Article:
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Posted by on Sep 8, 2009 in Media, Neurology, Pharma

Whither the Clinical Development of Iplex, Amy Harmon?

Whither the Clinical Development of Iplex, Amy Harmon?

NYT science reporter Amy Harmon has neglected to provide important follow-up on Insmed’s clinical development of Iplex. In May, Harmon covered the story of Joshua Thompson, a victim of ALS, who was trying to obtain compassionate access to the experimental druga synthetic insulin-like growth factor that is linked to a binding protein.

Harmon’s unidimensional coverage stressed the cruel fallout of a corporate battle over drug ownership and FDA bureaucracyboth of which, she implied, impeded Thompson’s access to Iplex (for important background, go here). And Harmon downplayed the total absence of clinical data (including safety data) to support the use of Iplex in ALS; the promise of the drug lay solely in its theoretical ease of access to the central nervous system and in pumped-up anecdotes found on the World Wide Web. After publication of Harmon’s story, Insmed experienced a substantial increase in its share price.

The epilogue of Iplex development, for those who care and remember, can be found by searching Google News and by reading Insmed’s press releases. On June 25th, the company reported highly disappointing results from a phase 2 trial of the drug in myotonic dystrophy. Insmed’s low-priced stock plunged overnight, from about $2.25 to a dollar.


Then one month later, Insmed announced it would no longer supply Iplex to new patients. The company lost its capability to manufacture the “extremely complicated” drug following the sale of its Boulder, Colorado, facility to Merck (a sale which was announced in March).* Insmed also reported that it would discontinue the drug’s clinical development. Specifically a planned phase 2 study of Iplex in ALS would be postponed. (This, after a statement in May, in which Insmed reported that it was “working diligently” with the FDA to “make the necessary preparations” for a US clinical trial of Iplex in ALS.)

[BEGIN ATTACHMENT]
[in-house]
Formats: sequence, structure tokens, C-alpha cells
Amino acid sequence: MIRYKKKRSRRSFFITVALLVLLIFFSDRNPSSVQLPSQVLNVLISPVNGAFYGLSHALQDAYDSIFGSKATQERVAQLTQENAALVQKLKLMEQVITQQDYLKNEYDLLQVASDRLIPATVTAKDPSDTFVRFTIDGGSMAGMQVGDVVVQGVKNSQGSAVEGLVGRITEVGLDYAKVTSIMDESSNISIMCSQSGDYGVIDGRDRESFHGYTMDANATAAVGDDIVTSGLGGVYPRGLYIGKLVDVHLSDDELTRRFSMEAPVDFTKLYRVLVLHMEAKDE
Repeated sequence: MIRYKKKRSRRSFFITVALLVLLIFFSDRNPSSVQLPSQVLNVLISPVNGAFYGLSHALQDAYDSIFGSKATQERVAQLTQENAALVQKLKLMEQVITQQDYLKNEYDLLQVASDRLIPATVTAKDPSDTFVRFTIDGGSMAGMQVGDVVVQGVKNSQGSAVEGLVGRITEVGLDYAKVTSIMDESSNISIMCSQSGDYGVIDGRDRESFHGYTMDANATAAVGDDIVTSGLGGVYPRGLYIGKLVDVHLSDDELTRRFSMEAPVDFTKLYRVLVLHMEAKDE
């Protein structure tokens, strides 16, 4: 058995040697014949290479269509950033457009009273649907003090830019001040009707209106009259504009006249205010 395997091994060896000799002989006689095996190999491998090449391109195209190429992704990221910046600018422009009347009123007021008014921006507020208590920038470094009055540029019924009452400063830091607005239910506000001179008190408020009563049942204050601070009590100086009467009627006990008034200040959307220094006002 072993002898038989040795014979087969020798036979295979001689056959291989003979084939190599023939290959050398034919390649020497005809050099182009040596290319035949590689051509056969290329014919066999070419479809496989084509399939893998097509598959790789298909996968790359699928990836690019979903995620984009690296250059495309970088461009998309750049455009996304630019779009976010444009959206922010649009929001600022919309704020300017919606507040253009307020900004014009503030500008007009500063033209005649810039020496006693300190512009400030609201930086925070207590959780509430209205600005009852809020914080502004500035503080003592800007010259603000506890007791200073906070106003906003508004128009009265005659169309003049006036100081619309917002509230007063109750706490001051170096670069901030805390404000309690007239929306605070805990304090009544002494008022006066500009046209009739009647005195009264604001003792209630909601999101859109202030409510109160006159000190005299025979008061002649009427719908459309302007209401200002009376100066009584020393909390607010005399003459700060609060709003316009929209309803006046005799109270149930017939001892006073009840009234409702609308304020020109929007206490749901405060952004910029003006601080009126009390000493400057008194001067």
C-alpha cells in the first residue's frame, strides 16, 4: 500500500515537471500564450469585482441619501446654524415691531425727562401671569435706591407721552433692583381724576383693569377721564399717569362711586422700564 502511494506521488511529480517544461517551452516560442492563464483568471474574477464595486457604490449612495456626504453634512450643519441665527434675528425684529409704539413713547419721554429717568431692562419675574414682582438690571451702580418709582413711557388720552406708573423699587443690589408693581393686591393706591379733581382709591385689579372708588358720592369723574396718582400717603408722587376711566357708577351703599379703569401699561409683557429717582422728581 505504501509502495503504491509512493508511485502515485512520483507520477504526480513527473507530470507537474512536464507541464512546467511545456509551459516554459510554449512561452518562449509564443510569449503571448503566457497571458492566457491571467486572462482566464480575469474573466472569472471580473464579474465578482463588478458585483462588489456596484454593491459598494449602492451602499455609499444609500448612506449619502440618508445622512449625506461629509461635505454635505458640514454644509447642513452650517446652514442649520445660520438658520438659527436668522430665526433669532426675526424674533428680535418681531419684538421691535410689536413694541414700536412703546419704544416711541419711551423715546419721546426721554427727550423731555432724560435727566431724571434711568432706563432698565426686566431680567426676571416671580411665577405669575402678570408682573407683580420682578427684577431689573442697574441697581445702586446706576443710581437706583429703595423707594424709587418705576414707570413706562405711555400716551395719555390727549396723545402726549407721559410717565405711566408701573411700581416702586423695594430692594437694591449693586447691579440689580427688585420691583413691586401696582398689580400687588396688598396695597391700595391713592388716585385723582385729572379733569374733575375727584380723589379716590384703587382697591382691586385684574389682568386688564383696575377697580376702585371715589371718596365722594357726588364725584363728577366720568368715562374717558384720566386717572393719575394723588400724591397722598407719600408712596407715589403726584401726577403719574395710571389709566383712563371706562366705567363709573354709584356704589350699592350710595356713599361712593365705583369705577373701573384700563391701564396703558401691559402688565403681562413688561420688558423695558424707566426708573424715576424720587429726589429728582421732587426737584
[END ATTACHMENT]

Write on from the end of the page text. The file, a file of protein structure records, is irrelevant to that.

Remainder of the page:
Insmed stated that the existing, limited supply of Iplex would be reserved for the 70 currently treated ALS patients (12 in the United States [including Thompson] and the rest in Italy through an expanded access program). The inventory would provide coverage for “no more than 24 months.”

In response to the news, the ALS Association issued, in part, the following statement:

The Association encourages the FDA and INSMED to establish partnerships with the ALS community to ensure that the program yields meaningful results that will guide the next steps in determining whether IPLEX is effective and safe for people with ALS.

Based on existing clinical and scientific evidence, The ALS Association cannot encourage or recommend the off-label use of this medication without substantive evidence of its efficacy through a rigorous clinical trial. The ALS Association is continuing to monitor and assess information about IPLEX as it becomes available to provide the public with the most up-to-date reports about its potential for ALS.

Since early August, Insmed can only offer penny stock. The company’s pipeline currently consists of 2 molecules, rhIGFBP-3 and INSM-18, which may have antitumor activity. The company hopes to find a corporate partner(s) for their clinical development.

ALS = amyotrophic lateral sclerosis.

* In mid-February, Insmed announced that it was selling its follow-on biologics platform to Merck for $130 million. The money would be used, in part, to finance the clinical development of Iplex. The sale was completed in early April.

bmartin (1130 Posts)

A native East Tennessean, Barbara Martin is a formerly practicing, board-certified neurologist who received her BS (psychology, summa cum laude) and MD from Duke University before completing her postgraduate training (internship, residency, fellowship) at the Hospital of the University of Pennsylvania in Philadelphia. She has worked in academia, private practice, medical publishing, drug market research, and continuing medical education (CME). For the last 3 years, she has worked in a freelance capacity as a medical writer, analyst, and consultant. Follow Dr. Barbara Martin on and Twitter.